This kind of Te Ao Māori (Maori worldview) -led economic development is happening elsewhere in our region too. We see it in the development of companies built on indigenous/sustainable principles: for example, award winning culturally inspired tools for kids, and even on our university campus which puts Māori principles at its heart. It is possible to integrate principles like reciprocity, diverse forms of value, and a sense of place into any kind of organization (see a related article we wrote on these approaches).  

Apply These Principles in Your Community or Organization 

We hope you find inspiration in this story of community engagement, new strategy ideas, tools, and integrated development approaches. Here are some ways to apply these ideas in your location.  

3 tips for engaging with the community in sustainable development

  • Get involved in community planning efforts. As an individual or an organization, you are part of a community and have a role to play in dialogue (see NBS’s report on civic dialogue for more about the role of business). Dialogues might be convened by local government or community groups; they might touch on diverse aspects of regional development, from transportation to the economy. 
  • Be open in how you listen and engage. Often when working with communities, we find it easy to take a position of ‘helper’, positioning ourselves as someone who knows more. But if we enter situations assuming we know best, we limit the opportunity of others to show us what ‘best’ looks like for them. When you listen and engage deeply, then you can collaborate to meet the aspirations of a community, in ways that enrich both you and your community. We have started to work with private and public organizations in Aotearoa to help them integrate the Ruruku canvas into their strategic thinking, so you could do that too.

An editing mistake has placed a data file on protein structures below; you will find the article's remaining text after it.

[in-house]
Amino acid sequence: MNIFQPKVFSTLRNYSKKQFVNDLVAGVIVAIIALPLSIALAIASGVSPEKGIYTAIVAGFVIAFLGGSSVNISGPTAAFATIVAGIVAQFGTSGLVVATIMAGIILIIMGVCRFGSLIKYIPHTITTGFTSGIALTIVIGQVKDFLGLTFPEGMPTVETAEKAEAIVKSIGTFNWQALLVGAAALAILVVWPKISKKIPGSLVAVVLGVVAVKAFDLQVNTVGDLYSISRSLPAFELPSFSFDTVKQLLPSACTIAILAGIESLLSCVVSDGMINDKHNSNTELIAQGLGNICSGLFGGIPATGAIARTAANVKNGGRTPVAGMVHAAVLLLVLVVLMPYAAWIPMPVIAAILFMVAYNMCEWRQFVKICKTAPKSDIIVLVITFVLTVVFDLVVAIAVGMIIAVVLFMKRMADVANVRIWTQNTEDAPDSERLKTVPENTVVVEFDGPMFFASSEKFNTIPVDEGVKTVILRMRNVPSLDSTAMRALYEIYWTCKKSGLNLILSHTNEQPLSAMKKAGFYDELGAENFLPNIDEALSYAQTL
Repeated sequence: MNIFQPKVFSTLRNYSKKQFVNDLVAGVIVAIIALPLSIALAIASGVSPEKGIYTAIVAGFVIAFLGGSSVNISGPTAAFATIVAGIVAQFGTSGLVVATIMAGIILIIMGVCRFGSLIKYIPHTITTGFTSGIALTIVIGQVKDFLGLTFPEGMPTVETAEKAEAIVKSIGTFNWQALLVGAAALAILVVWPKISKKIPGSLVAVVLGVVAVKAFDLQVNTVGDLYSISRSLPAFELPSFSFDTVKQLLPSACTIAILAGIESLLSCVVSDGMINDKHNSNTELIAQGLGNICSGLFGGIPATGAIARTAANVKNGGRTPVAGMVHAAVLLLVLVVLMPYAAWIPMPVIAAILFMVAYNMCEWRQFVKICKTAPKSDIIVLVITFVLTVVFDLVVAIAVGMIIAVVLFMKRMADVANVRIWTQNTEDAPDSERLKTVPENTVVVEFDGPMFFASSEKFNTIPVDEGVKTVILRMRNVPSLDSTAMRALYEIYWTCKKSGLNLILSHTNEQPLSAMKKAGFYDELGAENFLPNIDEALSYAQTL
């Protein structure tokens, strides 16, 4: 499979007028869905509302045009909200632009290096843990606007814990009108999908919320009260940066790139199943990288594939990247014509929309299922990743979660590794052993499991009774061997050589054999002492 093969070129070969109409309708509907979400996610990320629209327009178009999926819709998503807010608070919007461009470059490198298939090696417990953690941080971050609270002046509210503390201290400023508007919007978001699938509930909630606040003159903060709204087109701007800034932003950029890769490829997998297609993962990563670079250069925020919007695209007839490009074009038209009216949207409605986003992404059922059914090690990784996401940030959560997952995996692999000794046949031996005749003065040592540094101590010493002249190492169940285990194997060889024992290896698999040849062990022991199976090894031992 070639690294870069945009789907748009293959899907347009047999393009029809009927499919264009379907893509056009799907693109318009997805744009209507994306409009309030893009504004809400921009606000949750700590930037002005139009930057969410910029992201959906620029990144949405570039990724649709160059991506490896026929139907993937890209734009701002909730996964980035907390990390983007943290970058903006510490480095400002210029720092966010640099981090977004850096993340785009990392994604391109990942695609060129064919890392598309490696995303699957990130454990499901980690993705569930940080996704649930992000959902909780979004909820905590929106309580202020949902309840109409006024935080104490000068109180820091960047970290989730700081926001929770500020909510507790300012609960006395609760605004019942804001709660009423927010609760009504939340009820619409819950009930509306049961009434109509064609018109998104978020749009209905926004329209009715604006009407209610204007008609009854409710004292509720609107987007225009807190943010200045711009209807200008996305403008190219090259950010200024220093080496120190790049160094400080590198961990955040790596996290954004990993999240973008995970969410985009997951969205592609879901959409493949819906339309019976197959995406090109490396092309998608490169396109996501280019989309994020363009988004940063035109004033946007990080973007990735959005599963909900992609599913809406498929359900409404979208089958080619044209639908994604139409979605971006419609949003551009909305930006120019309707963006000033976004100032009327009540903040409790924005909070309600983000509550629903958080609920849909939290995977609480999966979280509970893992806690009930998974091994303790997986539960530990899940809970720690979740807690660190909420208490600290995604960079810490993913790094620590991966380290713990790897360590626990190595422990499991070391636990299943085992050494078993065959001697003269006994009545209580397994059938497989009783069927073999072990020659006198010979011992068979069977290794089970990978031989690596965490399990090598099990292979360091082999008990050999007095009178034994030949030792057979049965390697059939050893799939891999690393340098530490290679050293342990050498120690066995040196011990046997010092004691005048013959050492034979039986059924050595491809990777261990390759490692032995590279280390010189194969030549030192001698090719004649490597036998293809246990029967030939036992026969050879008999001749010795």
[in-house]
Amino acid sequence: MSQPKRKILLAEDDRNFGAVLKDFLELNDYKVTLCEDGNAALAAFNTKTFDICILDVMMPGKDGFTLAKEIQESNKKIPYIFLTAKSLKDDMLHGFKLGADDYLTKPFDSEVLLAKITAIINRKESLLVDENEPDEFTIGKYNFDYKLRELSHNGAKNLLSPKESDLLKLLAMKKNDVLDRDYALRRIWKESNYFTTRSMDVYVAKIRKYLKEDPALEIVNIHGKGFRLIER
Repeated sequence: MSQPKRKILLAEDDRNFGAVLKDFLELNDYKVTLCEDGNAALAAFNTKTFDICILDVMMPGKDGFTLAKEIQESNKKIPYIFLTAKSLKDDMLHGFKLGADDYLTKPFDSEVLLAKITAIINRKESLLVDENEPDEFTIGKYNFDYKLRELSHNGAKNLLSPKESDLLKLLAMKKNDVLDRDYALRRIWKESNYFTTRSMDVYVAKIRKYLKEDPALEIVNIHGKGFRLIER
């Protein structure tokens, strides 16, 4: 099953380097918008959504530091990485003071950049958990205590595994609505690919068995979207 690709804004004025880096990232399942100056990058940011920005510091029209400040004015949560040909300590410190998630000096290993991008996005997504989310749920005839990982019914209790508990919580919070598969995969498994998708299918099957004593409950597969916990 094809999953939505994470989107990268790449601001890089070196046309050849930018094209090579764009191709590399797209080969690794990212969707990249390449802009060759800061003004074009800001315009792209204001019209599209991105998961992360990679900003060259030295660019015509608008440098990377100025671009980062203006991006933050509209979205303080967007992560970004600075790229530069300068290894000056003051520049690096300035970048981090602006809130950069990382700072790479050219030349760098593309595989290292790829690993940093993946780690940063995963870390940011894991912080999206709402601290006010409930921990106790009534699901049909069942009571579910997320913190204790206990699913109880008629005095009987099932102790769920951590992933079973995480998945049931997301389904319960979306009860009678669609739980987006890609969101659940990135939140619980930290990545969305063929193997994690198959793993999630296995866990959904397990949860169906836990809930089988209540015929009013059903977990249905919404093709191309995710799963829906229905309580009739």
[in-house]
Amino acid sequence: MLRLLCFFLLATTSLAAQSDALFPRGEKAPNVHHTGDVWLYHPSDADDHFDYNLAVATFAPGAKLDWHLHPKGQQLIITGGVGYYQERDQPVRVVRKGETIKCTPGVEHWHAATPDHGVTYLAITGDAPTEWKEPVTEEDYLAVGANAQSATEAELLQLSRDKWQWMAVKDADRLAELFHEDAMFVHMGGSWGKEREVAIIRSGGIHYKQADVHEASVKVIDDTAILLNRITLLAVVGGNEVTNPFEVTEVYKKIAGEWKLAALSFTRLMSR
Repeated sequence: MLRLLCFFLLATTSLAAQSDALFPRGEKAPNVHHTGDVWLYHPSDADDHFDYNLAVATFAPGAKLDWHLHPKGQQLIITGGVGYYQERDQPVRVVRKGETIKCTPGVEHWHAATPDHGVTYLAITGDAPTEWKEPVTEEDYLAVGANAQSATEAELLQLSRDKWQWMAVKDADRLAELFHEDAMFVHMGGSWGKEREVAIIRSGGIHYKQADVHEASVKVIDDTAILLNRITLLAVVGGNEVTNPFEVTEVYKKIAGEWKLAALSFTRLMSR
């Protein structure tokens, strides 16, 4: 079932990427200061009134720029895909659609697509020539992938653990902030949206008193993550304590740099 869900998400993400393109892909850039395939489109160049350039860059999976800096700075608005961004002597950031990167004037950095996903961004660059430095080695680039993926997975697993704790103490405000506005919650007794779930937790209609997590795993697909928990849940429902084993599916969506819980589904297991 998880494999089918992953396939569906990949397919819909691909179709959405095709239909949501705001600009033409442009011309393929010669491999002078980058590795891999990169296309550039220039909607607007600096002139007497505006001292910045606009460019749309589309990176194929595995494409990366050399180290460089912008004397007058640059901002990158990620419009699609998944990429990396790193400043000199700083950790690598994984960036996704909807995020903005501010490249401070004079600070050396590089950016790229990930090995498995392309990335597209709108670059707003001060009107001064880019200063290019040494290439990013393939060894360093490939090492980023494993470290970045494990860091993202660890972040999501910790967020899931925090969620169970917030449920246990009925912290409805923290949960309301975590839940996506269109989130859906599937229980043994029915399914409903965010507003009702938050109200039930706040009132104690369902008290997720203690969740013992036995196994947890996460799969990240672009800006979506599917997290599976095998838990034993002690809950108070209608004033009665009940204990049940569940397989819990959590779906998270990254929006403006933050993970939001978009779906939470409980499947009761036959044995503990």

• Integrate some Indigenous insights into your own organizational planning. For example, weave together different types of strategy, or anchoring economic strategies to other kinds of development. You can also try going beyond focusing on winning and actually use or modify the Ruruku canvas. To support this, we offer a Miro Board version of the Canvas that you can play around with, enter your own strategic thinking onto it and even adapt the section headings to better suit your local community or organization (for example, a government agency we worked with wanted to change the heading of the ‘political’ strategies box to ‘voice’).

Too often, we may think that we don’t have options in how our world unfolds. Economic development models can seem clearly mapped out by established experts and out of our control. But different stories and ideas are all around us. The journey of the Ruruku Canvas and Māori economic development strategies like the one we have described show the potential for old ideas to have impact in new ways, for a brighter, more sustainable, future for us all.